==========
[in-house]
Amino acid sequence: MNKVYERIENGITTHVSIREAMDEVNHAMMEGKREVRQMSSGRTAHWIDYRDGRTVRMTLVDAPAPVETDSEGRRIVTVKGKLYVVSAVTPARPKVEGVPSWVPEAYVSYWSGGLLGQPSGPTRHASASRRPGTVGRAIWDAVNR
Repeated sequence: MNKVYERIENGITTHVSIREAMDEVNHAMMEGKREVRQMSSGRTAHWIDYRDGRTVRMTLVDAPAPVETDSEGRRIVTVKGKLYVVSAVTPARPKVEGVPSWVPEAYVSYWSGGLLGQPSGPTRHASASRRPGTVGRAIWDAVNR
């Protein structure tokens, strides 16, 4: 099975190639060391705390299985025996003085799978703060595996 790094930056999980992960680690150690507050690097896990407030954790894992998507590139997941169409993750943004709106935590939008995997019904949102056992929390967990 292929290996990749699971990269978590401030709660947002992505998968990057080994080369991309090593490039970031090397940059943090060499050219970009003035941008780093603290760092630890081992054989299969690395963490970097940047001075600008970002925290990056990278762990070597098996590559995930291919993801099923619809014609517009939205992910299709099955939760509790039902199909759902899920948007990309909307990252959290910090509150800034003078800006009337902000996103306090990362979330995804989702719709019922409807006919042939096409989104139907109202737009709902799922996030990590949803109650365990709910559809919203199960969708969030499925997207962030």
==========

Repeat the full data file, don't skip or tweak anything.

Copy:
[in-house]
Amino acid sequence: MNKVYERIENGITTHVSIREAMDEVNHAMMEGKREVRQMSSGRTAHWIDYRDGRTVRMTLVDAPAPVETDSEGRRIVTVKGKLYVVSAVTPARPKVEGVPSWVPEAYVSYWSGGLLGQPSGPTRHASASRRPGTVGRAIWDAVNR
Repeated sequence: MNKVYERIENGITTHVSIREAMDEVNHAMMEGKREVRQMSSGRTAHWIDYRDGRTVRMTLVDAPAPVETDSEGRRIVTVKGKLYVVSAVTPARPKVEGVPSWVPEAYVSYWSGGLLGQPSGPTRHASASRRPGTVGRAIWDAVNR
């Protein structure tokens, strides 16, 4: 099975190639060391705390299985025996003085799978703060595996 790094930056999980992960680690150690507050690097896990407030954790894992998507590139997941169409993750943004709106935590939008995997019904949102056992929390967990 292929290996990749699971990269978590401030709660947002992505998968990057080994080369991309090593490039970031090397940059943090060499050219970009003035941008780093603290760092630890081992054989299969690395963490970097940047001075600008970002925290990056990278762990070597098996590559995930291919993801099923619809014609517009939205992910299709099955939760509790039902199909759902899920948007990309909307990252959290910090509150800034003078800006009337902000996103306090990362979330995804989702719709019922409807006919042939096409989104139907109202737009709902799922996030990590949803109650365990709910559809919203199960969708969030499925997207962030």